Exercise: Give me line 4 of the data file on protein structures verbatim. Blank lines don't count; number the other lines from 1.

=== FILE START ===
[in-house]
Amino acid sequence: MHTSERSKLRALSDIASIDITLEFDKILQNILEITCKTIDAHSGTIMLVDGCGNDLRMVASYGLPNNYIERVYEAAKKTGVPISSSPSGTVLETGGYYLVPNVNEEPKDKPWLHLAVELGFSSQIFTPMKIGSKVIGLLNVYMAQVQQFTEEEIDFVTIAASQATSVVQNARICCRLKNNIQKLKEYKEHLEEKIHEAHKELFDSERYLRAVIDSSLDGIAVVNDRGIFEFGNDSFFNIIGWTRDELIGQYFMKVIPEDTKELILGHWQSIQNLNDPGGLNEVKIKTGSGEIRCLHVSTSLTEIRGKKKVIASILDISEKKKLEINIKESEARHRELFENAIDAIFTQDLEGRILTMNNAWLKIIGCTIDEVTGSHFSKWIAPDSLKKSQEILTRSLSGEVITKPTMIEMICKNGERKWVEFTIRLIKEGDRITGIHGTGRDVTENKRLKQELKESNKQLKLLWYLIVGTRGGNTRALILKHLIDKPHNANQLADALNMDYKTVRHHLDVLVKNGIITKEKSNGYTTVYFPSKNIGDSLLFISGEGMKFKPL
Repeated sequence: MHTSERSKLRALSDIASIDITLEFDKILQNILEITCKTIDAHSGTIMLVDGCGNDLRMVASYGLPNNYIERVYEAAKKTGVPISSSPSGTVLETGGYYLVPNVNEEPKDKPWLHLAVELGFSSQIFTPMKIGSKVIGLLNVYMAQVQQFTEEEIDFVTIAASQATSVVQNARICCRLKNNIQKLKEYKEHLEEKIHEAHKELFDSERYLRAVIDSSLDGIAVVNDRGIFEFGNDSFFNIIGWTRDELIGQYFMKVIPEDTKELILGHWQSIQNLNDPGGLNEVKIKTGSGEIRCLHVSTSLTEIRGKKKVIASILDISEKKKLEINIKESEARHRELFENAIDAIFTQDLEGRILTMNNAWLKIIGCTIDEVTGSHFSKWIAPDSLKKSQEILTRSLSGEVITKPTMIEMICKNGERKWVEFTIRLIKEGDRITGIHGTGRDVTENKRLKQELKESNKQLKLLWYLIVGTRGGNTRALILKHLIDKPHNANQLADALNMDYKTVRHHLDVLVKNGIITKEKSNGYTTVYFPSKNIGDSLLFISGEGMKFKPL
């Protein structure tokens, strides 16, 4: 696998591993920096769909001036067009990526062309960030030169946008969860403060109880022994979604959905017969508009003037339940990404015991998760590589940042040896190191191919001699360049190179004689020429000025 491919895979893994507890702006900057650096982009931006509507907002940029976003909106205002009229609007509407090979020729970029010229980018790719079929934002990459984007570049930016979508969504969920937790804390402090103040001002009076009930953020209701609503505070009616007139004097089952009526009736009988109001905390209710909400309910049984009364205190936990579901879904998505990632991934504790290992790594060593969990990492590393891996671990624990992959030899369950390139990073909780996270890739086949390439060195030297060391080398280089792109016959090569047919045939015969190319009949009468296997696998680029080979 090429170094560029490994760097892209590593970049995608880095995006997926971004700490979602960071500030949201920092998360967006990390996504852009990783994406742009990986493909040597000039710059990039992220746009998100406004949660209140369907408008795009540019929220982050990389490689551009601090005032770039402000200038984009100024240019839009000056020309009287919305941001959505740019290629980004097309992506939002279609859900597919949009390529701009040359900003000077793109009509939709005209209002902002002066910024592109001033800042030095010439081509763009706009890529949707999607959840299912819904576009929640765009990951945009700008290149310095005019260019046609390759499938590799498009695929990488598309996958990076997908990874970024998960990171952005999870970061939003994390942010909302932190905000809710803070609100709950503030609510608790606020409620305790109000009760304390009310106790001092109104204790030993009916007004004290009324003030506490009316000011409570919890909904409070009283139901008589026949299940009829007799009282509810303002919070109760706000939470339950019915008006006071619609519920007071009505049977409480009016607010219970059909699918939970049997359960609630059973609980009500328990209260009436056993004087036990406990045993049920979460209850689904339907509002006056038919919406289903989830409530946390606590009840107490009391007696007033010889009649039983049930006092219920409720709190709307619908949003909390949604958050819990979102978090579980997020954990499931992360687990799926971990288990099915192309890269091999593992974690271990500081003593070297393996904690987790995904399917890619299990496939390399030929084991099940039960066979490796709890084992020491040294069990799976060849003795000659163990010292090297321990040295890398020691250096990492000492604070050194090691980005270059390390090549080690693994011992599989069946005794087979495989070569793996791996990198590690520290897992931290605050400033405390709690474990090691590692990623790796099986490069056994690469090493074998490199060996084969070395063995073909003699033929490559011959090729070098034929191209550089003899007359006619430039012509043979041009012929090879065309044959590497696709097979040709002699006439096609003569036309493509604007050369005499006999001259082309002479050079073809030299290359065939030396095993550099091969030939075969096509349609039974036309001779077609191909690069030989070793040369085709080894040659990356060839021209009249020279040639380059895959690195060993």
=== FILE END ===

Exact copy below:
């Protein structure tokens, strides 16, 4: 696998591993920096769909001036067009990526062309960030030169946008969860403060109880022994979604959905017969508009003037339940990404015991998760590589940042040896190191191919001699360049190179004689020429000025 491919895979893994507890702006900057650096982009931006509507907002940029976003909106205002009229609007509407090979020729970029010229980018790719079929934002990459984007570049930016979508969504969920937790804390402090103040001002009076009930953020209701609503505070009616007139004097089952009526009736009988109001905390209710909400309910049984009364205190936990579901879904998505990632991934504790290992790594060593969990990492590393891996671990624990992959030899369950390139990073909780996270890739086949390439060195030297060391080398280089792109016959090569047919045939015969190319009949009468296997696998680029080979 090429170094560029490994760097892209590593970049995608880095995006997926971004700490979602960071500030949201920092998360967006990390996504852009990783994406742009990986493909040597000039710059990039992220746009998100406004949660209140369907408008795009540019929220982050990389490689551009601090005032770039402000200038984009100024240019839009000056020309009287919305941001959505740019290629980004097309992506939002279609859900597919949009390529701009040359900003000077793109009509939709005209209002902002002066910024592109001033800042030095010439081509763009706009890529949707999607959840299912819904576009929640765009990951945009700008290149310095005019260019046609390759499938590799498009695929990488598309996958990076997908990874970024998960990171952005999870970061939003994390942010909302932190905000809710803070609100709950503030609510608790606020409620305790109000009760304390009310106790001092109104204790030993009916007004004290009324003030506490009316000011409570919890909904409070009283139901008589026949299940009829007799009282509810303002919070109760706000939470339950019915008006006071619609519920007071009505049977409480009016607010219970059909699918939970049997359960609630059973609980009500328990209260009436056993004087036990406990045993049920979460209850689904339907509002006056038919919406289903989830409530946390606590009840107490009391007696007033010889009649039983049930006092219920409720709190709307619908949003909390949604958050819990979102978090579980997020954990499931992360687990799926971990288990099915192309890269091999593992974690271990500081003593070297393996904690987790995904399917890619299990496939390399030929084991099940039960066979490796709890084992020491040294069990799976060849003795000659163990010292090297321990040295890398020691250096990492000492604070050194090691980005270059390390090549080690693994011992599989069946005794087979495989070569793996791996990198590690520290897992931290605050400033405390709690474990090691590692990623790796099986490069056994690469090493074998490199060996084969070395063995073909003699033929490559011959090729070098034929191209550089003899007359006619430039012509043979041009012929090879065309044959590497696709097979040709002699006439096609003569036309493509604007050369005499006999001259082309002479050079073809030299290359065939030396095993550099091969030939075969096509349609039974036309001779077609191909690069030989070793040369085709080894040659990356060839021209009249020279040639380059895959690195060993």